[Advaita-l] Sleep, tamas and brahman

Venkatraghavan S agnimile at gmail.com
Mon May 21 02:18:46 EDT 2018

Thank you Ravi Kiran ji for the translated references. I will read them.


On Sun, 20 May 2018, 13:53 Ravi Kiran, <ravikiranm108 at gmail.com> wrote:

> Namaste Venkatraghavanji
> On Thu, May 3, 2018 at 2:15 PM, Venkatraghavan S via Advaita-l <
> advaita-l at lists.advaita-vedanta.org> wrote:
>> Namaste Kalyan ji,
>> I had the good fortune of revisiting these bhAShya portions yesterday
>> following your references. In fact, I read the whole brAhmaNa and bhAShya.
>> It appears to me that the purpose of the teaching here is to talk of the
>> nature of Atma - of it being self effulgent, one without a second, free
>> from misery etc, because such a knowledge is key to liberation.
> Agreed, as such teachings/discussion (based on paramArtha dRSTi) being
> more conducive for
> attaining samyak jnAna..
> There is related discussion of deep sleep in BSB 3.2.7 to 3.2.9...
> तदभावो नाडीषु तच्छ्रुतेरात्मनि च ॥ ७ ॥
> some snippets taken from Sw. Gambhirananda's translation ..
> Without the association with the limiting adjuncts, the soul (Atman)
> cannot have any natural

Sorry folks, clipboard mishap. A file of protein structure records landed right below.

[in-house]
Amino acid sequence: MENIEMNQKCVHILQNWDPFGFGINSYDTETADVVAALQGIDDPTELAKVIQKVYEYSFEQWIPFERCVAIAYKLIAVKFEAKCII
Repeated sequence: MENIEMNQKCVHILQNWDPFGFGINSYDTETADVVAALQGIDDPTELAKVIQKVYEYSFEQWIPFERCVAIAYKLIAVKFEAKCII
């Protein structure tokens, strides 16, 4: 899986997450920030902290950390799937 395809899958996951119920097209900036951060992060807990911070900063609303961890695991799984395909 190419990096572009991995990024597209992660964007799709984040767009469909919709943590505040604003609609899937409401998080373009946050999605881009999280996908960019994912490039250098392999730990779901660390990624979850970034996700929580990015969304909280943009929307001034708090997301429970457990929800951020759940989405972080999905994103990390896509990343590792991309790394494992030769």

> encasement, since it is ever established  in its own glory owing to its
> identity with Brahman.
> The statement, He attains his own Self, is made, because in dream and
> wakefulness, the soul
> seems to assume another's garb under the influence of the limiting
> adjuncts with which it remains
> associated, where as in sleep, that garb falls off, so that in comparison
> with the earlier stages, sleep
> is spoken of as the state of assumption of the real nature. From this it
> is clear that it is improper to say
> that in sleep the soul sometimes becomes unified with Existence and
> sometimes not ....
> deep sleep as consisting in the cessation of particularized perception
> ...it is but logical, that a soul,
> merged in Existence, should not know anything just because of non-duality,
> as stated in Br. II.4.14
> 3.2.9..
> It has been shown more than once that Existence Itself comes to be called
> indirectly a soul, because of the intervention of limiting adjuncts..
> That very same set of adjuncts persists in sleep and wakefulness on the
> maxim
> of seed and seedling, so that the reasonable position is that the
> self-same sould wakes
> up from sleep.
> Thanks
>> To convey this understanding of the Atma to Janaka, Yajnavalkya takes him
>> through each of the three states in sequence. In each instance, the states
>> are used as experiential bases to understand the nature of Atma. Like any
>> good teacher, Yajnavalkya starts off with the things that the student has
>> personal experience of, and uses that to teach something about the Atma.
>> Looked at from this perspective, the nature of deep sleep, where one
>> experiences no duality, no misery, no ignorance is used to highlight not
>> the nature of deep sleep (for that is universally known)  but to point out
>> that that is in fact the nature of Atma.

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